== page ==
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Off-Road-Wheelchair - a friendly competition Answered

Hello friends, I personally don't have to use a wheelchair, but we have an acquaintance, who is - after a diving accident - bound to a wheelchair. He raises up the question, about being able to be "offroad" in the woods or mountains by himself, would be a great deal for him. Therefore the thinking of an "offroad-Wheelchair" entered our mind. My brother, who is a teacher in a technical college or school in germany, started some projects, where the students also tried to find good and easy solutions for this task. But it is not easy. Finding this website and finding so many solutions of so many difficult problems of life, I rememberd this task, and think, that this gathering of "brainpower", ideas and idealism, could be a perfect place, to start a project like this. Maybe there are already good solutions among the friends here in this forum of instructables, maybe this could be also a start for good, new ideas, I am interested about the reactions and answers to this topic. What do you think about this idea? What is the best way to go? Let me know! Greetings to all! Steve PS: I think "communities" like this, in sharing ideas for good, with other people, is one of the top-best ascpects of the internet! PPS: HELP - I tried to put this into the section of Assistive Technology, but I dont know how - Is there anybody out there, to replace it there...


I make wheels for a company called Magic Wheels. We make wheelchair wheels with a gearing system for off-road and inclines. www.magicwheels.com. We make adapters to fit the vast majority of wheelchair brands, and we have offroad tires too.


9 years ago

I've ridden one of these briefly and it might inspire someone with the skills to build it. Depending on where you live there may be non-profits that are dedicated to providing this service. I worked for one in Logan, Utah and know of one in Anchorage, Alaska. I'm sure most major cities would have a similar organization that keeps an inventory of adapted equipment, provides transportation and the opportunity to meet other people that have the same passions and limitations.

That's pretty cool, but he does seem to spend a lot of time looking at gravel.

This article is now in the AT Group forum. I did a quick Google search for "off-road wheelchair" and got some very interesting results.

There's a commercially available chair that lists for US$4,000. The design might show how a standard high-quality chair could be "modified" by replacing the tires.

The Extreme Wheelchair Sports has both interesting chair mods, as well as what people with an attitude can do with their chairs.

How about a powered, four-wheel mountain bike?

I'll leave looking through the rest of the Google results to you.

Hey Michael, thanks a lot for your help. Those solution in google are interesting. But they do look also expensive. Maybe a cheap way could also be, to adapt a commercial ATV. But maybe also people here have good ideas. The topic problem was maybe solved by hand, from the staff or just has need a longer processing time, than I did expect. Greetings from germany Steve

I'd love to see an ATV adapted for the dis-abled. I have a family member completely disabled with Rheumatoid Arthritis, and he's asked me about that before. I just can't quite figure out how to do it. THere's also a little girl from our church with Spina Bifida. She loves the outdoors, and has a pretty rugged wheelchair. But she'd love to ride an ATV like her brother and cousins.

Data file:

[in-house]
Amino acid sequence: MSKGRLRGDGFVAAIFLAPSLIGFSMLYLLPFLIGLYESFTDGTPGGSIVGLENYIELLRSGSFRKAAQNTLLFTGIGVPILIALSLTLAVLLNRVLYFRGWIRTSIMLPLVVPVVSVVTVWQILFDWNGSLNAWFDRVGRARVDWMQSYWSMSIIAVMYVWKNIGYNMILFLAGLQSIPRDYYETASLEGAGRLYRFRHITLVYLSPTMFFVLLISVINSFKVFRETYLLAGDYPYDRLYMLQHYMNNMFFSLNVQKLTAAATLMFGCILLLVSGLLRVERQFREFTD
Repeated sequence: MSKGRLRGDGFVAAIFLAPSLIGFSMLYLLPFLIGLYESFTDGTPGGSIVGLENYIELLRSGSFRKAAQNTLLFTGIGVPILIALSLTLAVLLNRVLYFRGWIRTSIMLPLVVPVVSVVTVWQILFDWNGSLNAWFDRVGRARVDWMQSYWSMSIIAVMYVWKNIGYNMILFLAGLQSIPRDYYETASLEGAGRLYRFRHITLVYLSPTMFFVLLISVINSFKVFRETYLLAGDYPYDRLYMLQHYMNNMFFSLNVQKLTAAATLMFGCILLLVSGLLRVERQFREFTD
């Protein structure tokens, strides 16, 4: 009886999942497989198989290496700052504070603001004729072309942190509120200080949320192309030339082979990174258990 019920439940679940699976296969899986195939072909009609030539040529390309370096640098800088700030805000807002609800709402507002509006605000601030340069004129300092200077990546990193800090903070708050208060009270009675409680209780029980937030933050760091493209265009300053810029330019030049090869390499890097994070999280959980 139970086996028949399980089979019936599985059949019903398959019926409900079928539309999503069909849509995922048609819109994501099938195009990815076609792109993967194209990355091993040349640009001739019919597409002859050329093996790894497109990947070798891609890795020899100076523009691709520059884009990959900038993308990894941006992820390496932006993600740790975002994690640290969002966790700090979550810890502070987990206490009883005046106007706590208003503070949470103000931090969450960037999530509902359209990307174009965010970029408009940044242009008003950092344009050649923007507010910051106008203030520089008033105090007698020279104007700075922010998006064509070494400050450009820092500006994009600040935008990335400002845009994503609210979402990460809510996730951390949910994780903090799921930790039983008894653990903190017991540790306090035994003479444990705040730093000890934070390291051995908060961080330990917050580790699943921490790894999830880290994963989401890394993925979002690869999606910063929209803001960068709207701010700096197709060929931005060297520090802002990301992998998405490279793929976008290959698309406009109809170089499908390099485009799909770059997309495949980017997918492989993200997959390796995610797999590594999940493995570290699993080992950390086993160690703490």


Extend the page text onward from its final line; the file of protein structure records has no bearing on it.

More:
There's a project on the site that could be used as a prototype for an off-road wheelchair.

Hexapod robot

With a higher stride, wider footprint and broader feet, it could become an off-road walking wheelchair. A variation on the Theo Jansen Strandbeest style mechanism could provide a higher step to climb over obstacles.

My dear new friend kiteman, thank you very much for your reply and especially for the link to the artist. Oh, I do appreciate this kind of art very much, and this one was new to me. BUT: I am in a discussion with my brother, since in my opinion, those "foot-walking-simulating" machines are NOT better in OFF-Road. This is just an false impression, since they remind us to the "off-road-oportunities" of legged animals and man. But if you think, those "legs" of those "wheels legs" are very much fixed to there movement and do NOT have the "grades of freedom and variation" that "real legs" do have. Even worse, I do think, that normal, big Wheels are better "offroad" than those "simulated wheel-legs". This is just my opinion, and I am interested in opinions of you and other people here. But you are right, that I do hope and think, that a "REAL-leg-simulation" could give the "offroad-LEG-Chair" a new dimension of freedom, and maybe here - in inst... - are some genius, who have built or like to think about "real-legged-transporters" as a DIY-project. I think, they had to use pnematic or hydraulic and ankels and a kind of "very smart" control system, simulating the muscles. A kind of dream is, that the movement of the "legs" could be measured from a "controlling" movement of the fingers of the hand of the "driver". That you use one hand, while sitting on the "leg-chair" and simulate the walking with your own fingers, - using an "smart glove with electronic sensors in it." - the movement of the fingers is controling the movement of the legs. I do think, that could be possible, but not easy. Maybe I am also totally wrong. Greetings to You Steve